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Insurance Coverage for Collapse of a Building Is Narrowly Defined in California

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Property damage policies insuring buildings often provide coverage for collapse of the building. Litigation has arisen regarding whether collapse coverage requires an actual collapse, or whether the policy also provides coverage for imminent collapse or substantial impairment of the structure’s integrity. A recent case answers this question adversely to insureds and narrowly construes collapse coverage under California law.

The California Court of Appeal, Second Appellate District, based in Los Angeles, recently decided Tustin Field Gas & Food, Inc. v. Mid-Century Ins. Co. (2017) 13 Cal.App.4th 220. In Tustin Field Gas & Food, the insured owned a gas station, and gas was dispensed from underground fiberglass tanks. (Id. at 223.)

During an inspection, the insured discovered that the “fiberglass sheath on the underside” of the tank had a “long narrow crack.” (Id.) The loss occurred because the construction company negligently placed the tank on a rock next to air pockets, and the tank and rock split. (Id. at 228.) Although the inside of “the inner steel wall” of the tank remained intact, the tank was unusable until repaired. (Id. at 228.)

The court in Tustin Field Gas & Food analyzed California case law addressing collapse coverage. The insured had argued that the “substantial impairment of structural integrity” of a building triggers collapse coverage. (Id. at 228.) Tustin Field Gas & Food rejected that conclusion. The court pointed out that the policy excludes from the definition of collapse “settling, cracking, shrinkage, bulging, or expansion.” (Id. at 224.) The Tustin Field Gas & Food court cited prior case law in California addressing collapse coverage, concluding that this exclusion for “settlement and the like” precludes collapse coverage where a building’s structural integrity has been substantially impaired, but an actual collapse has yet to occur. (Id. at 227.)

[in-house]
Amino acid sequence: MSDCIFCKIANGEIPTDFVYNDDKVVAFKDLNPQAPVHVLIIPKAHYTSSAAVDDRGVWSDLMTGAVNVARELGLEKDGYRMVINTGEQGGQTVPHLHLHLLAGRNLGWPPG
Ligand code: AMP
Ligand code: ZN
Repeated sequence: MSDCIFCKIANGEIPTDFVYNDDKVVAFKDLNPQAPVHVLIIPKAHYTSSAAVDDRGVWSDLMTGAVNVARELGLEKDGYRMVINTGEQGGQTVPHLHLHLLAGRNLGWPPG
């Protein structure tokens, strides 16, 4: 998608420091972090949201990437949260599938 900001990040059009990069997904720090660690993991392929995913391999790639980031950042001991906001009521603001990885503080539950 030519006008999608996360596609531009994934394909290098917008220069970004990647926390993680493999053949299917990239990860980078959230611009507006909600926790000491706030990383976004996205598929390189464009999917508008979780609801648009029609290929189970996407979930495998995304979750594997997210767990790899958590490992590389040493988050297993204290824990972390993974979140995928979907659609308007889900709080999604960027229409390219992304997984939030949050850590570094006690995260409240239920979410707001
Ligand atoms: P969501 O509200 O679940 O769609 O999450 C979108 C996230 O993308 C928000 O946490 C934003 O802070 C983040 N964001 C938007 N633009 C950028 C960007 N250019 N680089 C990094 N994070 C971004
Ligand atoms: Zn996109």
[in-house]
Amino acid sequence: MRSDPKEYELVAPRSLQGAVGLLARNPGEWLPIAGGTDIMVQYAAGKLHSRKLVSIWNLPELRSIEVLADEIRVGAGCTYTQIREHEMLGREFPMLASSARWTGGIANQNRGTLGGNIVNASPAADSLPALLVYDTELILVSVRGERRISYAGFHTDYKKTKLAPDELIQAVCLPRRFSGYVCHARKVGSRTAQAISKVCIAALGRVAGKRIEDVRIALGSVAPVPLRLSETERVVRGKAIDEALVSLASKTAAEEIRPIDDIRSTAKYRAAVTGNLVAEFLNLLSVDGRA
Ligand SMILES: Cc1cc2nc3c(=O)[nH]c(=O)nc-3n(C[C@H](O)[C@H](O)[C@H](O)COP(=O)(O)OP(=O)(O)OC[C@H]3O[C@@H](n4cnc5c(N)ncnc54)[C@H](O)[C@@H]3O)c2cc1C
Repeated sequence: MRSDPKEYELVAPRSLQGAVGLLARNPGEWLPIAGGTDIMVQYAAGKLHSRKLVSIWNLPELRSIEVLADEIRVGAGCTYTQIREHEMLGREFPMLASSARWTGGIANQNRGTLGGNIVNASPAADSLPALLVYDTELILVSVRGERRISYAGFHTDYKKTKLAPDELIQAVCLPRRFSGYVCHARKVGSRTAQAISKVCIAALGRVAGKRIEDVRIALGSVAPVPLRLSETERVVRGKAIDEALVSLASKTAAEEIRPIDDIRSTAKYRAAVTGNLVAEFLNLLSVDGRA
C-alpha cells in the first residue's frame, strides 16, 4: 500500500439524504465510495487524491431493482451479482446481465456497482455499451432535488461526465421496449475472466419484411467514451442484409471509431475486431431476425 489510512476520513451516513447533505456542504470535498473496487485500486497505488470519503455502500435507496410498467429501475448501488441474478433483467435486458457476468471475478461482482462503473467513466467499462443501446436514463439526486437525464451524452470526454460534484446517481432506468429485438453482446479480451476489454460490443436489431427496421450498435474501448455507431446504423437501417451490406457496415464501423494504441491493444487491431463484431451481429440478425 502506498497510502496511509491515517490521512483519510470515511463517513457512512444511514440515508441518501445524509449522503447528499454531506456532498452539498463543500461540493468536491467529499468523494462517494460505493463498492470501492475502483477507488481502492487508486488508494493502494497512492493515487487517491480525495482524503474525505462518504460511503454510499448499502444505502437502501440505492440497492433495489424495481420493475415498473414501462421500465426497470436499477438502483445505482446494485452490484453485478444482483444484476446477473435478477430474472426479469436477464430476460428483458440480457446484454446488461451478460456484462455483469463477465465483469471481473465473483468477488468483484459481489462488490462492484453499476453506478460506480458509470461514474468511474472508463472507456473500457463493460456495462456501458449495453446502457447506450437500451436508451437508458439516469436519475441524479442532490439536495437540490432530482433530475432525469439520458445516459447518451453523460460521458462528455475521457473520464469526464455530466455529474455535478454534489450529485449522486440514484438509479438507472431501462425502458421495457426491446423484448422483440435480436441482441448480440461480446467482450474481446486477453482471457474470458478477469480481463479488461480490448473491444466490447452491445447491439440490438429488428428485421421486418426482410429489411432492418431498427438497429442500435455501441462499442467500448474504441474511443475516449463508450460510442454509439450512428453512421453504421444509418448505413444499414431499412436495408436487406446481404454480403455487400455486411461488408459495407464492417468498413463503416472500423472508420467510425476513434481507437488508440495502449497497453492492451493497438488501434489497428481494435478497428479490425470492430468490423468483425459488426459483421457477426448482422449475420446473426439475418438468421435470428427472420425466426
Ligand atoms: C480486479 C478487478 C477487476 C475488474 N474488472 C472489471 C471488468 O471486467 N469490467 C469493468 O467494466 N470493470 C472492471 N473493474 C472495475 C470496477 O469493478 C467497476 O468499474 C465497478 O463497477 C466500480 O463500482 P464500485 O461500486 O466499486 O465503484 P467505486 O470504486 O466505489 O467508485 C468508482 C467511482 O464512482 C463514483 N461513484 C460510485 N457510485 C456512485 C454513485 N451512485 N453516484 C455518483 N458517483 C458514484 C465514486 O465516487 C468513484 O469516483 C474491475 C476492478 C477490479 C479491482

The Tustin Field Gas & Food court also rejected the insured’s argument that “public policy favors a broader definition of collapse.” The insured argued that if collapse coverage is interpreted narrowly, there would be little incentive for insureds like the plaintiff to “repair lesser damage to their tanks, which could result in interim damage to the environment.” (Id. at 230.) The court held that, under California Supreme Court precedents, such policy considerations would be an impermissible “public-policy-based rewrite” of the policy. (Id.)

Finally, the court stated that even under a broad interpretation of the definition of collapse, which exists where a policy covers “risks” of collapse, there would be no coverage.  The Tustin Field Gas & Food court held that it reached this conclusion because the exclusion for “settling, cracking, shrinkage, bulging, or expansion” prevents coverage where there is merely a substantial impairment of structural integrity without an actual collapse. (Id. at 231.)

Under Tustin Field Gas & Food, policies providing collapse coverage—but containing an exclusion for “settling, cracking, shrinkage, bulging, or expansion” of a building—will likely not provide coverage absent actual collapse.  This is a favorable opinion for insurance companies.  All insureds making an insurance claim for collapse of a building should be aware of and closely analyze this opinion.

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